As the COVID-19 pandemic surges and our front-line heroes are under ever-greater pressure, the provincial government has ended the Saskatchewan Temporary Wage Supplement Program.
Now is the time for the Government of Saskatchewan to step up with more provincial funding and expand the wage top-up program for all front-line workers.
You can help: Add your voice by sending a message!
Visit this link to send a letter to your MLA and the Ministers of Finance and Social Services: www.sk.cupe.ca/wage-topup
The Saskatchewan Party government today presented an austerity budget that relies on federal funding to address the effects of COVID-19, while ignoring its own provincial responsibility to provide stable, long-term health care and education funding, according to the president of CUPE Saskatchewan.
“On many occasions, the province claims they are providing record funding, but in most cases, they also acknowledge that much of that funding is coming from the federal government,” said Judy Henley, president of CUPE Saskatchewan.
In a letter sent today to Finance Minister Donna Harpauer, CUPE, SEIU-West, and SGEU are asking that next week’s provincial budget include commitments to multi-year funding for community-based organizations.
The letter, titled “CBOs to Sask Party: Is this year our Lucky 13?” points out that thirteen years ago, Harpauer – then the Minister of Social Services – held a consultation with CBOs to identify challenges in the sector and hear ideas on how the government might address them.
At that time, CBOs, unions and workers told the Sask Party that single-year funding was one of their biggest challenges to providing quality services in the community, and proposed a move to a multi-year funding model.
Thirteen years later, CBOs are still waiting for an answer – and in the meantime, workers and the vulnerable people they serve are left struggling needlessly. As the letter notes, “Getting one year of funding at a time makes it impossible to provide stable, reliable services to clients. Organizations never know from one year to the next if they’ll be able to keep their doors open to provide the meaningful services that make our communities stronger.”
As COVID-19 variants continue to spread across Saskatchewan and with outbreaks in 82 schools, the union representing 7,000 education support workers is calling on the provincial government to stop misleading the people of Saskatchewan and immediately step up its efforts to make schools safe.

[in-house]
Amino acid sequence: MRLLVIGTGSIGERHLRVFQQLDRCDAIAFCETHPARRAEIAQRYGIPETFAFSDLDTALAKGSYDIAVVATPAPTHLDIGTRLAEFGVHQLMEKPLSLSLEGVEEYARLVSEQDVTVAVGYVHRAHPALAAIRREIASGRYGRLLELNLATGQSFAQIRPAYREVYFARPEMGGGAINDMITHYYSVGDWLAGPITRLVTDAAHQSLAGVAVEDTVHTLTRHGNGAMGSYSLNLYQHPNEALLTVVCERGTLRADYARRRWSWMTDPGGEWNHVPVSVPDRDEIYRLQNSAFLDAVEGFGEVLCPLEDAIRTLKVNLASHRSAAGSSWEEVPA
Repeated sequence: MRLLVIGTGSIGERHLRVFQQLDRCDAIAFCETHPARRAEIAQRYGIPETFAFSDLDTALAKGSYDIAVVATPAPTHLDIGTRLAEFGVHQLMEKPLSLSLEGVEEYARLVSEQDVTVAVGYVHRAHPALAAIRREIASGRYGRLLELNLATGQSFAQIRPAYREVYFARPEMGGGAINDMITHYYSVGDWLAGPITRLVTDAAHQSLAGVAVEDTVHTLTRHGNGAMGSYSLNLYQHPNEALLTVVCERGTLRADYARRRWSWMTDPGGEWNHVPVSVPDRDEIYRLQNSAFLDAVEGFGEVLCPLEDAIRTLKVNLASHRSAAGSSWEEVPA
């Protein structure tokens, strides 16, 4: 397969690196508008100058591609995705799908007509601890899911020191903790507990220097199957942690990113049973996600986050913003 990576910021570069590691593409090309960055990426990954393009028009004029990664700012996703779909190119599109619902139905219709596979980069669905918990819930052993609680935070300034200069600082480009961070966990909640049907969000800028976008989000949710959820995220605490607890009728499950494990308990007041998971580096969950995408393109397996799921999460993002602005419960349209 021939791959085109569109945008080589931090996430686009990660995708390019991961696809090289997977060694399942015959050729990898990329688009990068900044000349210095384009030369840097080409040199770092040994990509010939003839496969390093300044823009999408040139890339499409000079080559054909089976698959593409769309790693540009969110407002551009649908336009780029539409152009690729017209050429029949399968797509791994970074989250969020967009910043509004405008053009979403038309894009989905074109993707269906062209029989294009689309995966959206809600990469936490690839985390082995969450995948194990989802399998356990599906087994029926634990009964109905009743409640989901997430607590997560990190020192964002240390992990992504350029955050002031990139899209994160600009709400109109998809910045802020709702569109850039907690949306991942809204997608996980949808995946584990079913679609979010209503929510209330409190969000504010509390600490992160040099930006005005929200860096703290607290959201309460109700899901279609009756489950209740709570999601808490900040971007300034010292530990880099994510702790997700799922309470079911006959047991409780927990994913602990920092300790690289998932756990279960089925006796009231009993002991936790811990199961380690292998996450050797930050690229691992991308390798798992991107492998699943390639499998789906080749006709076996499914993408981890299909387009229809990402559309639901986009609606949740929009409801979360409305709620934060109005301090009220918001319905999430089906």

On March 22, 2021, Premier Moe announced that 100,000 rapid tests were being deployed to Saskatchewan schools and that testing could begin right away, even though the premier knew full well that the protocols and staffing required to administer these tests were not in place. In making this statement, the premier either deliberately misled the public, or had no detailed knowledge of his own safe school’s plan. This single action has increased the stress and fear that education staff have been feeling since the start of the pandemic.
Donna Smith presented with the CUPE Saskatchewan Activist Award at Convention 2021.
Donna Smith, member of CUPE Local 4828, was presented with the Activist Award during the virtual annual convention of CUPE Saskatchewan on March 11, 2021. The annual award recognizes CUPE members who display outstanding dedication in representing their fellow members and advancing greater economic fairness and social justice.
“Pride in diversity is both a motto and foundation of a life’s work to which this distinguished activist has committed decades of her life to progress, inspiring others through example,” said Judy Henley, President of CUPE Saskatchewan, in making the award presentation during convention.
2020 was a year like no other. From the very beginning, CUPE members have been on the frontlines of the pandemic in Saskatchewan, going above and beyond to provide vital public services and direct care to patients, long-term care residents, and the vulnerable. In many cases, CUPE members went to work every day putting their health and lives at risk.